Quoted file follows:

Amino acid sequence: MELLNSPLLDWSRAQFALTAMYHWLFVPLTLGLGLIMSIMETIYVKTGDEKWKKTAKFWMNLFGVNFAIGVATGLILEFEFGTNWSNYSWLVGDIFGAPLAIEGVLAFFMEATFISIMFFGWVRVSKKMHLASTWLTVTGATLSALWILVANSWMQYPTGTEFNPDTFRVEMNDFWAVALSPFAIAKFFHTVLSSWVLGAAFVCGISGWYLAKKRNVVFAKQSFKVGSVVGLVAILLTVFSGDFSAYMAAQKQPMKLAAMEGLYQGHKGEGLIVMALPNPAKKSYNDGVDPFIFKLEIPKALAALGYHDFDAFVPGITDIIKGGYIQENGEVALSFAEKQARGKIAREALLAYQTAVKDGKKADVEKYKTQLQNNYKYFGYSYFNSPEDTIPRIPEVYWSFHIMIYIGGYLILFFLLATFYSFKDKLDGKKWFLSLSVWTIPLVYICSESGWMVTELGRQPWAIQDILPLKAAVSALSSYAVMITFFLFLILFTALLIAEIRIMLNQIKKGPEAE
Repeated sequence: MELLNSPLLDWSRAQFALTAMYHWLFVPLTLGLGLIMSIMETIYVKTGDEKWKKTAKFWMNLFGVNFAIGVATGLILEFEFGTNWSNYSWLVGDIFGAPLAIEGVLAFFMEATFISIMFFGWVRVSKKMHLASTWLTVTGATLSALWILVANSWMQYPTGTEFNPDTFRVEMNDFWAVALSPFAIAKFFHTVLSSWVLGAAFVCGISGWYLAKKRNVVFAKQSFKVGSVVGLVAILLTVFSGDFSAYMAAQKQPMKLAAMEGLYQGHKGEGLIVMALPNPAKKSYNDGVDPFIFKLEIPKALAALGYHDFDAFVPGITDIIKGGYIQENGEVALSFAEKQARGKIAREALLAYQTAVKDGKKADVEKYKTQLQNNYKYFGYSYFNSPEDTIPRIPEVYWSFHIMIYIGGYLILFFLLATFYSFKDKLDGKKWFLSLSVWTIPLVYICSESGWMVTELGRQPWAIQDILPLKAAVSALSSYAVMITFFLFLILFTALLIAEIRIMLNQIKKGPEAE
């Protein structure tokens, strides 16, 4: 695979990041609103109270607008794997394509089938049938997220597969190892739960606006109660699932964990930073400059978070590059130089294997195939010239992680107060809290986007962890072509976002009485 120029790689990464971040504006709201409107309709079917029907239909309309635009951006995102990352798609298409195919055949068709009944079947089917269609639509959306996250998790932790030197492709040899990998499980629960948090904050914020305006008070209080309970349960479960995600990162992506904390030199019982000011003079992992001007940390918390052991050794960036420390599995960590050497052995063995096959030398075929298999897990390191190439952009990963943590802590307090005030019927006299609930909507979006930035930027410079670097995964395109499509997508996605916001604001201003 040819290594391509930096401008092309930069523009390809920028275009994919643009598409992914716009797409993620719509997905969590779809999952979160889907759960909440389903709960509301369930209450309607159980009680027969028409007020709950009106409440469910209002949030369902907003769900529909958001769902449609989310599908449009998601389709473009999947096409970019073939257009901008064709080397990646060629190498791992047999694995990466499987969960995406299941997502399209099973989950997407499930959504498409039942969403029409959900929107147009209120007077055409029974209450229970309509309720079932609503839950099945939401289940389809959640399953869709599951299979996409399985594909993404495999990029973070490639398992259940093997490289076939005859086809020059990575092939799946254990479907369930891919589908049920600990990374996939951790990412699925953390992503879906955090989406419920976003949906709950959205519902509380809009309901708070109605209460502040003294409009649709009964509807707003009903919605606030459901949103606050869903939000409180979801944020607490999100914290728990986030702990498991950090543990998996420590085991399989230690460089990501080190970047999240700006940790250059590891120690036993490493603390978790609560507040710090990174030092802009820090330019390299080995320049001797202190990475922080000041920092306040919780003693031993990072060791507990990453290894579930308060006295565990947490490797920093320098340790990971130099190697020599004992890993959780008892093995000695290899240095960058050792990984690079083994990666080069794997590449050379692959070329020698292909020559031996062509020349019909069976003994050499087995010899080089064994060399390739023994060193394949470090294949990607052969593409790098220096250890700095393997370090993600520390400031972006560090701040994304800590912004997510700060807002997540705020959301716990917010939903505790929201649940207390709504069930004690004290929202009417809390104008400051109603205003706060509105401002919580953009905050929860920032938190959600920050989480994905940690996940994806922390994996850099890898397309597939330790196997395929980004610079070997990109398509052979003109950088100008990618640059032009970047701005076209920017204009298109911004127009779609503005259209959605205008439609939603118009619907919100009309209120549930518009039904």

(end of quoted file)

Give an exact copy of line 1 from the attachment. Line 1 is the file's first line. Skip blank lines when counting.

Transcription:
Amino acid sequence: MELLNSPLLDWSRAQFALTAMYHWLFVPLTLGLGLIMSIMETIYVKTGDEKWKKTAKFWMNLFGVNFAIGVATGLILEFEFGTNWSNYSWLVGDIFGAPLAIEGVLAFFMEATFISIMFFGWVRVSKKMHLASTWLTVTGATLSALWILVANSWMQYPTGTEFNPDTFRVEMNDFWAVALSPFAIAKFFHTVLSSWVLGAAFVCGISGWYLAKKRNVVFAKQSFKVGSVVGLVAILLTVFSGDFSAYMAAQKQPMKLAAMEGLYQGHKGEGLIVMALPNPAKKSYNDGVDPFIFKLEIPKALAALGYHDFDAFVPGITDIIKGGYIQENGEVALSFAEKQARGKIAREALLAYQTAVKDGKKADVEKYKTQLQNNYKYFGYSYFNSPEDTIPRIPEVYWSFHIMIYIGGYLILFFLLATFYSFKDKLDGKKWFLSLSVWTIPLVYICSESGWMVTELGRQPWAIQDILPLKAAVSALSSYAVMITFFLFLILFTALLIAEIRIMLNQIKKGPEAE